PFAS (aka Forever Chemicals) – What eControl Brands Should Know
What do mascara, menstrual underwear, and outdoor jackets have in common? Manufacturers of all of these products have been sued by consumers on the ground that their products contain one of the thousands of man-made chemicals referred to as PFAS (aka “forever chemicals”). And there are many other PFAS-containing products on the market, even now. In addition to consumer lawsuits, states rapidly are enacting laws and regulations banning or regulating the manufacture and/or sale of PFAS-containing products. In this climate, brands will be well-served by determining whether they are manufacturing and selling products containing PFAS.
Let’s back up. What are PFAS?
PFAS stands for per- and polyfluoroalkyl substances. There are now thousands of these man-made chemicals in existence. PFAS are often referred to as “forever chemicals” because they break down slowly in the environment and can build up in the body, potentially causing health problems, including cancer.
Where are PFAS found?
PFAS are found in numerous and varied consumer products because of their resistance to water, grease, and stains, as well as their non-stick characteristics. Among the many products in which PFAS may be found are:
- Stain-resistant carpets and rugs;
- Stain-resistant clothing;
- Outdoor clothing such as water-resistant jackets;
- Athletic wear such as leggings;
- Juvenile products, such as baby play mats and mattress protectors; and
- Non-stick cookware.
What health risks are associated with PFAS exposures?
Exposure to PFAS has been linked to a number of negative health impacts, including:
- Kidney, prostate, and testicular cancer;
- Decreased fertility;
- Developmental effects and delays in children, including low birth weight;
- Thyroid disease; and
- Reduced ability to fight infection.
PFAS also may interfere with the efficacy of vaccines. It should be noted that, to date, the human studies have found that PFAS exposure is linked or associated with these health outcomes, but the available science has not determined definitively that PFAS exposure causes any of the negative impacts.
So our company may have PFAS as an ingredient in our products. What should we consider?
There are an increasing number of state, federal, and European statutes and regulations regarding products containing PFAS. For example:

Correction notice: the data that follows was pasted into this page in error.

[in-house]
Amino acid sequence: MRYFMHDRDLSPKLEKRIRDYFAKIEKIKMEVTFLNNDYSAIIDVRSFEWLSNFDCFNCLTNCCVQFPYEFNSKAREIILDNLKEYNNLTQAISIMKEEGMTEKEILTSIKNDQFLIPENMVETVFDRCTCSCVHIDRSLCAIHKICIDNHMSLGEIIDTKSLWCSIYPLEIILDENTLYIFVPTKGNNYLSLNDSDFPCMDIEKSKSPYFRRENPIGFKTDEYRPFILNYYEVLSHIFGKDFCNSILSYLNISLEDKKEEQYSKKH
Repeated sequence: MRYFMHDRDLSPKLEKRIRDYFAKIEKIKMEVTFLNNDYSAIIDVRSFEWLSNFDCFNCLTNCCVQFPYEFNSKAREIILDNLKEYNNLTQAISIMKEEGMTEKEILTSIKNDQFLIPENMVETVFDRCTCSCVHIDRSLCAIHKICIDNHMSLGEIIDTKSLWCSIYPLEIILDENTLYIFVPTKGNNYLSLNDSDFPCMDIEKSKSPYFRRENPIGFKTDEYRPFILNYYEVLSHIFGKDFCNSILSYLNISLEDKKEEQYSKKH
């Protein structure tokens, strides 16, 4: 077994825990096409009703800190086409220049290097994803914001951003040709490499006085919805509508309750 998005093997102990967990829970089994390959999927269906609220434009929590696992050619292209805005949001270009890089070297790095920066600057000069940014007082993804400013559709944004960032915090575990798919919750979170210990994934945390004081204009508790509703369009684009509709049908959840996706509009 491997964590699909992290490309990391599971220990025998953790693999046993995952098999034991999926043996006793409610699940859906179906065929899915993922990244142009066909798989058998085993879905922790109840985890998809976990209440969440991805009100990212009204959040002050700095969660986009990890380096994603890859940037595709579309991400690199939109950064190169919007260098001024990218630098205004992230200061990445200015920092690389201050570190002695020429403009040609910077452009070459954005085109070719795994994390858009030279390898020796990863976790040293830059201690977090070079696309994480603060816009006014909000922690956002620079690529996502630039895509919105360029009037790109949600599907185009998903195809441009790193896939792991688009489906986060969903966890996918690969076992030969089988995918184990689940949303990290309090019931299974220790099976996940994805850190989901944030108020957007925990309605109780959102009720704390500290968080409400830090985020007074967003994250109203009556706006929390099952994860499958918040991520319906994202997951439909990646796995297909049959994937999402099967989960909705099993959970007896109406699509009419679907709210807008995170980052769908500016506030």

- California banned the sale, distribution, or offer for sale food packaging that contains regulated PFAS, effective January 1, 2023.
- California banned the sale of juvenile products containing regulated PFAS, effective July 1, 2023.
- Effective January 1, 2024, Colorado will prohibit the sale, distribution, offer for sale of a number of consumer products containing intentionally-add PFAS, including fabric treatments and juvenile products.
- Effective January 1, 2025, both California and Colorado will prohibit the sale of cosmetics that contain intentionally-added PFAS.
- Pursuant to California’s Proposition 65, products that contains certain PFAS will be required to have stating that the PFAS is “known to the state to cause” cancer and/or reproductive toxicity.
- The United States Environmental Protection Agency and the Food and Drug Administration Agency have both promulgated or are in the process of promulgating that touch on PFAS.
- The European Union has also established regulations governing the production and use of PFAS. Among other things, two PFAS have been identified as persistent organic pollutants (POPs), such that their production and use, as well as placing them in the market, are prohibited.
Additionally, there have been a growing number of lawsuits alleging harms caused by PFAS. These include complaints alleging fraud, misrepresentation, and various business torts for failing to disclose the presence of PFAS in a product or claiming that the product does not contain harmful chemicals. There have also been suits filed by property owners claiming contamination of their water or property due to the improper disposal of PFAS-containing waste by companies using PFAS in the manufacturing of their products.
What Should Brands Do Now?
- In order to comply with current regulations as well as those that will become effective in the future, it is essential that brands examine their manufacturing processes to determine whether PFAS are being used or created in the manufacturing process.
- Brands must put into place systems to monitor the changing legal and regulatory landscape regarding the sale of PFAS-containing products. This includes monitoring the effective date of a prohibitions or other regulatory requirements.
- Brands should regularly examine their supply chains to ensure that PFAS are not being added to their products up the line.
I want to further discuss…
Vorys has a group of attorneys who are actively monitoring PFAS regulations and litigation. If you have questions about PFAS or how PFAS regulations may impact your business, please reach out to Vorys eControl attorney Nina Webb-Lawton at firstname.lastname@example.org.